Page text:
High On Fire: De Vermis Mysteriis – Review from Seismic Sound

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September 25, 2012 by hotdaddywags

A review I wrote for my friend Jason’s blog a little while back now. High On Fire’s headed back to Seattle — catch them December 14th at Neumos!

High On Fire
De Vermis Mysteriis
eOne Entertainment

Every now and then, you hear a record that sort of helps you separate the wheat from the chaff, the men from the boys, filter mighty from the meek. You get the idea. In fact, you can shove your pumped up kicks right up your ass. I got your Gotye right fucking HERE, pal. Simply put, people who listen to records like High On Fire’s face melting “De Vermis Mysteriis” are a different breed – part cockroach, part glutton, and 100% metal. Warriors. Survivors.

2012 finds High On Fire in a decidedly more whiplash-inducing mood than 2010’s stellar “Snakes For The Divine.” In fact, the band’s last offering is downright poppy by comparison – by degrees, pick your poison, would you rather be drawn and quartered or decapitated? “De Vermis Mysteriis” (Mysteries of the Worm) isn’t easy listening – Matt Pike and company have concocted a more dense, obtuse record here. Both musically and lyrically, it’s initially far less accessible, as great records often are. It’s clear there’s been more attention paid to every haunting detail – a dense underbed of swirling, ghostly distortion is pervasive, and Pike’s vocals are a desperate howl, lower in the mix and blending with the unsettling chaos.

The album’s first three tracks are absolutely devastating – ‘Serums of Liao,’ ‘Bloody Knuckles’ and ‘Fertile Green’ display High On Fire’s relentless, breathless tenacity and are where it seems they’re drawing a line in the sand – “you’re either with us or you’re against us.” (affirmative, check) Blistering slabs of thrash metal, tempered by accelerated Sabbath riffs and evil leads, all driven home by a mammoth rhythm section and doom/dirge bells and whistles — this shit is state of the art. Pike’s lyrical mysticism is also on display – weirder and more stoner Tolkien meets Cthulu than ever. If you’re into time travel, alchemy, or, in the case of “Fertile Green”, appreciate a sort of origin story of the kind bud, well, ‘Dopesmoker’ fans rejoice.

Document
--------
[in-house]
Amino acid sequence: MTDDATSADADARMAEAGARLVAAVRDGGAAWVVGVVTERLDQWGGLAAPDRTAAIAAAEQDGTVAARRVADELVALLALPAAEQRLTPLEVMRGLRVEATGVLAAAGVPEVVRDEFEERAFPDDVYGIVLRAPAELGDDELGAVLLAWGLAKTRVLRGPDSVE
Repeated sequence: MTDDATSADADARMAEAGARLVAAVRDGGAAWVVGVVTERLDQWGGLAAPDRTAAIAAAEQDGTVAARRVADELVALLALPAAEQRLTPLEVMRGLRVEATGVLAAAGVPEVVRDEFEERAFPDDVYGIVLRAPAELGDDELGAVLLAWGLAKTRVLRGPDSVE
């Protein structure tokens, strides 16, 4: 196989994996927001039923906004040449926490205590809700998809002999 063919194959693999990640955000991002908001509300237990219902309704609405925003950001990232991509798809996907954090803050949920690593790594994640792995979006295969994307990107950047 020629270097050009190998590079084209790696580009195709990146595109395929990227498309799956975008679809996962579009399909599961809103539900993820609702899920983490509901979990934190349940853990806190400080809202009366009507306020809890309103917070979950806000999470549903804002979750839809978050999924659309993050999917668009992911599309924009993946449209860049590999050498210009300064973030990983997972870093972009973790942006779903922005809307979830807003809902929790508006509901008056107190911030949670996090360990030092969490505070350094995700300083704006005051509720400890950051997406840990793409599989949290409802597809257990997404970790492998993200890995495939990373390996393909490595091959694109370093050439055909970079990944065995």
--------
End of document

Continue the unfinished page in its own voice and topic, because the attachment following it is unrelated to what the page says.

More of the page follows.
“Plant the seed, growing breed, within the turning weed, manifest oracles light
Harvest moon, Winter chills, strengthening breed that kills, fertile female gives sight
Sacrifice of males undone, slays to waste, what’s been called unsung
Manifestia, green girl gives the way to follow, growing hollow. Smoke weed!”

“De Vermis Mysteriis” isn’t a one-trick pony, either – the anthemic, plodding thunder of “Madness of an Architect” is an album highlight, showcasing a little more restraint from jackhammer drummer Des Kensel (for my money, one of rock’s finest players) and bassist Jeff Matz. Album closer “Warhorn” finds Pike at his most vulnerable – he sounds like a soldier bleeding out on the battlefield, short a limb or two – and also provides the best dynamic on the record, as the mounting chorus echoes: “Leading the charge, running them through, soldiers death be true.” It’s a dense, tangled, intense work, and one of the finest of the band’s career. It’s not for the candy-assed, the soft, or the pretty. If your kicks are, like, totally pumped up, look elsewhere.

(side note: my band Topsider played our last ever show opening for High On Fire at Sabala’s in Portland.  This was Halloween, 2004.  We didn’t have our best night, and they threw ping pong balls at us during our set.  They would have thrown ping pong balls at us even if we had been slaying dragons up there — I was lucky enough to play with those fellas when I was in High Tone Son Of A Bitch down in the Bay Area.  I was wearing an afro wig and sunglasses.  It was Halloween, afterall, and I recall it was an especially tense night for me, as my puppy Marshall was only about 10 weeks old and had severe pneumonia.  My Mom was at my house watching him for me, and I remember it was on my mind while we were on stage – I held up my end, but not without distraction.  It was also a Sunday night, and I had to work in the morning.  I knocked back two Budweisers and lit out for home to tend to the sick pup, and missed the High On Fire show altogether.  A week later, Topsider would call it a career, though rumors of a 2013 MFNW show persist.)


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